4. If you can find a solid surface that has an incline on it, that helps tremendously. Making sure your calves are flexible and warmed up really helps to cut down on the stress of shin splints. I’ve seen a lot of incline board type things in the gym, maybe ask the front desk for one if you can’t find it.

  5. I’ve been a runner off and on since I graduated high school back in 2005. I ran track for six years (events ranged from 400m-1600m) so my body is pretty used to running. However, even I run into shin splints when I ramp up my training too fast. So my advice is as follows.

    Make sure you are stretching your calfs before and after. Rolling out your calfs with a foam roller is also good as you can pinpoint the specific areas that are tight. Also, sit on your heels in a kneeling position (like you are stretching your quads) with your toes pointing out and lift your knees slightly off the ground. You should feel a stretch just above your ankle. People say ice shin splints, but in my opinion it just relieves the pain a bit and does little to nothing for recovery.

    Rest! Take a few days to a week off running. This sounds like a bad idea, but unless you’re shipping in a month (you should be running a good 3-5 mile by then anyway) rest is best for shin splints, and in my experience it helps improve run times in general. There have been several times when I’ve had to take days off running for various reasons only to get back at it running faster times.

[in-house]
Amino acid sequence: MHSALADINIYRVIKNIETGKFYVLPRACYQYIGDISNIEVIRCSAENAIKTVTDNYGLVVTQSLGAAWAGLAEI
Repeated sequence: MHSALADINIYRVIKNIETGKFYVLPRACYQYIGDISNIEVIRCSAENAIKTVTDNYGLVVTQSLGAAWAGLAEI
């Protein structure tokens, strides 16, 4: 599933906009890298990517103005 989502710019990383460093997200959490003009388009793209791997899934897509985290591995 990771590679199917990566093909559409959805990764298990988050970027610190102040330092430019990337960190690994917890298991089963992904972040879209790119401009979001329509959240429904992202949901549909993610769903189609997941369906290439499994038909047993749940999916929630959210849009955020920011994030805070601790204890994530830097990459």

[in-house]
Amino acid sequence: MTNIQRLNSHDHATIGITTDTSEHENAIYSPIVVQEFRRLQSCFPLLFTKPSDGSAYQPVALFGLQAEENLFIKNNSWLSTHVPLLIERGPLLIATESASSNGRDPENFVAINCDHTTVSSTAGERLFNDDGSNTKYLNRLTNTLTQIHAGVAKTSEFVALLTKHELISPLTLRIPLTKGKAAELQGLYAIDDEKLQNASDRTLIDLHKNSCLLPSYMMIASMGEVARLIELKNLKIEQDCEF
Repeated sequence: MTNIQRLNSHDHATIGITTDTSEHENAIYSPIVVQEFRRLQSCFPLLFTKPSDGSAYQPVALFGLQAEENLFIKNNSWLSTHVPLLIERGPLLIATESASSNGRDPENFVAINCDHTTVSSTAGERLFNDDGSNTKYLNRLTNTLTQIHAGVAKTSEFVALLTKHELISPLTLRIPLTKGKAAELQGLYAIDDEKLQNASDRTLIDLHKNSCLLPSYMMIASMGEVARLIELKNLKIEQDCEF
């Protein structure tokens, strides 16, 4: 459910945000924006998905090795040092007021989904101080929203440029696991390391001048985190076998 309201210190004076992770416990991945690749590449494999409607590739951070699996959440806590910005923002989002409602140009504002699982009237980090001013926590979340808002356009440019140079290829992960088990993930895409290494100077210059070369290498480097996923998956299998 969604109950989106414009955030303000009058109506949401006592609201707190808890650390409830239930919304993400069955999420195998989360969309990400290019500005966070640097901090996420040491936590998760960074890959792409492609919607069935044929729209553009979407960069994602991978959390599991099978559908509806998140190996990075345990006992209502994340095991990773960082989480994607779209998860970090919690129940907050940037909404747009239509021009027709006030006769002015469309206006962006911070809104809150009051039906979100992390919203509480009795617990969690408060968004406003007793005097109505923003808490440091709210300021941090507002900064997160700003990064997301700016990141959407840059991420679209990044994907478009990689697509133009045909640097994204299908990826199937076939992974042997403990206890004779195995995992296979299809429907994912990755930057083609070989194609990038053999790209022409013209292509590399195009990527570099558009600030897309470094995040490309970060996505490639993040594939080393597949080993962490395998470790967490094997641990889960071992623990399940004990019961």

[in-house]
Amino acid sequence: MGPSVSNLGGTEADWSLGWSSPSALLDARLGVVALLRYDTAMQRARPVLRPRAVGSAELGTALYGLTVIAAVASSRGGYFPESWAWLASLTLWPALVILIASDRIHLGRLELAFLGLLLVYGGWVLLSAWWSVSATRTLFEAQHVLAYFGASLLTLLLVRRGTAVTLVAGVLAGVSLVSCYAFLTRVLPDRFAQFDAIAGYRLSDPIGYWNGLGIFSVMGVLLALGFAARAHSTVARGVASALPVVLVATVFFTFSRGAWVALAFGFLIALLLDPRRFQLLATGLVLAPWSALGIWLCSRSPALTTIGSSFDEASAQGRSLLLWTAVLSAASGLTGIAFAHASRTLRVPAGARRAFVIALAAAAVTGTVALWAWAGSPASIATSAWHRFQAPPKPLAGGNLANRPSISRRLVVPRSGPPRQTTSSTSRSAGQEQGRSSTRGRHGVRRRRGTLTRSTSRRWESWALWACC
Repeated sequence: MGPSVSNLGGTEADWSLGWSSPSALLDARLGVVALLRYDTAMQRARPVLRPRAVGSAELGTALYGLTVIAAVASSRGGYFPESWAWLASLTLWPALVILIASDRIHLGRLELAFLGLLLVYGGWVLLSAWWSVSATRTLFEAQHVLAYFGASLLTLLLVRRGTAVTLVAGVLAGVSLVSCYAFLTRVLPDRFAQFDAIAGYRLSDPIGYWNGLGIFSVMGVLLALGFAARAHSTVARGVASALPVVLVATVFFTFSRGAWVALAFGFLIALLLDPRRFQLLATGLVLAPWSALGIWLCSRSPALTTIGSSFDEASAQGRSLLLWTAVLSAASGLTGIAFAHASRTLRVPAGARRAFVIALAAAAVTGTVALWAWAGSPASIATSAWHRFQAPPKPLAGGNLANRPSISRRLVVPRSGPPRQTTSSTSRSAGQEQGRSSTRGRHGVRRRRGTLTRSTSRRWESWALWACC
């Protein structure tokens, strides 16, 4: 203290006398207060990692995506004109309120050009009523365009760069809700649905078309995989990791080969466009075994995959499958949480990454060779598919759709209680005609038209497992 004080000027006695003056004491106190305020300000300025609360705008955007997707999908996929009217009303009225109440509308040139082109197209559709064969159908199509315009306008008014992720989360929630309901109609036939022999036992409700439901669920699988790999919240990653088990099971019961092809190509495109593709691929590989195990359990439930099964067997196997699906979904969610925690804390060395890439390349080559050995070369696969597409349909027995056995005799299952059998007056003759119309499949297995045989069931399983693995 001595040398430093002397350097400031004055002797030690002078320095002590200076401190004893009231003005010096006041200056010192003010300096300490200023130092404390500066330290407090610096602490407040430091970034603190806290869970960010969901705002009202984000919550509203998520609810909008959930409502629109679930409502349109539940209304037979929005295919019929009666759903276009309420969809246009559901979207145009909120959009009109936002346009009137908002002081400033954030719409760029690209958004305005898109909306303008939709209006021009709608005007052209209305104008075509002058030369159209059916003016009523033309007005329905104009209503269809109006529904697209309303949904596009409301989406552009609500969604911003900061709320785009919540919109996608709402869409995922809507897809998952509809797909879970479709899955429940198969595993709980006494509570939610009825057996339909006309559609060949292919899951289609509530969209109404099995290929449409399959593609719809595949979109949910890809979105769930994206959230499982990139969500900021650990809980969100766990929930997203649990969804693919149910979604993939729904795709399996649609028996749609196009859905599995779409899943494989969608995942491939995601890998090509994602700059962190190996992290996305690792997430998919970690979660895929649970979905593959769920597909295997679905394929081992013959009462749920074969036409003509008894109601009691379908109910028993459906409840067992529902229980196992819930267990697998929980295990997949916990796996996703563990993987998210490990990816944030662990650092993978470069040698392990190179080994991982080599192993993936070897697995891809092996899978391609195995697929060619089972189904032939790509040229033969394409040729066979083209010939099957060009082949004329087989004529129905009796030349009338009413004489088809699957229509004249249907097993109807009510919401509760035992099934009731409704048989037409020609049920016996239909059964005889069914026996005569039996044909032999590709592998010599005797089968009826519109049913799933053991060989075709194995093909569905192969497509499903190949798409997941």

If you’re wary of not running at all try rowing or biking as a substitute. This method of “active rest” works for some people.

    Hopefully this helps someone.

    Selected for OCC 219, Ship date 1 June 2015

  6. I dealt with shin splints every cross country season I ran in high school, and all of my advice just stems from personal experience and what my coaches told me, it is not a medically qualified opinion.

    A certain amount of grit is going to be prerequisite for handling them, because you will need to maintain your fitness. When I get shin splints, I will generally ease back both weekly mileage and intensity of my runs- generally just stick to steady state cardio for a couple of weeks, rather than pounding out 800m repeats. This means less impact and if you aren’t reducing impact (within reason), you’re just going to draw out the problem. If your legs are in bad enough shape and you have access to a pool, water jogging is a great tool because the added resistance increases your muscular and core endurance, without any of the impact of running on land and can speed recovery.

    Next I would advise rehabilitory measures. The author’s recommendation is a great exercise to relax the muscles, but my bread and butter was always calf raises. I would perform 75 in succession- 25 with my toes straight, 25 pronated, and 25 supinated, one to three times daily. Icing your legs is also a quick fix and helps with the pain. If you have access to a whirlpool or a tub with a lot of ice, taking an ice bath between 50 and 60 degrees for 12-15 minutes (waist down only!) is a great way to bring oxygen back to your beat up muscles to heal them, and provide some relief- I would take ice baths about weekly, but some guys did them at home too. I also noticed that sitting in a tub of cold water and ice cubes toughened me up considerably, which can’t be understated as a quality an officer candidate will need at OCS.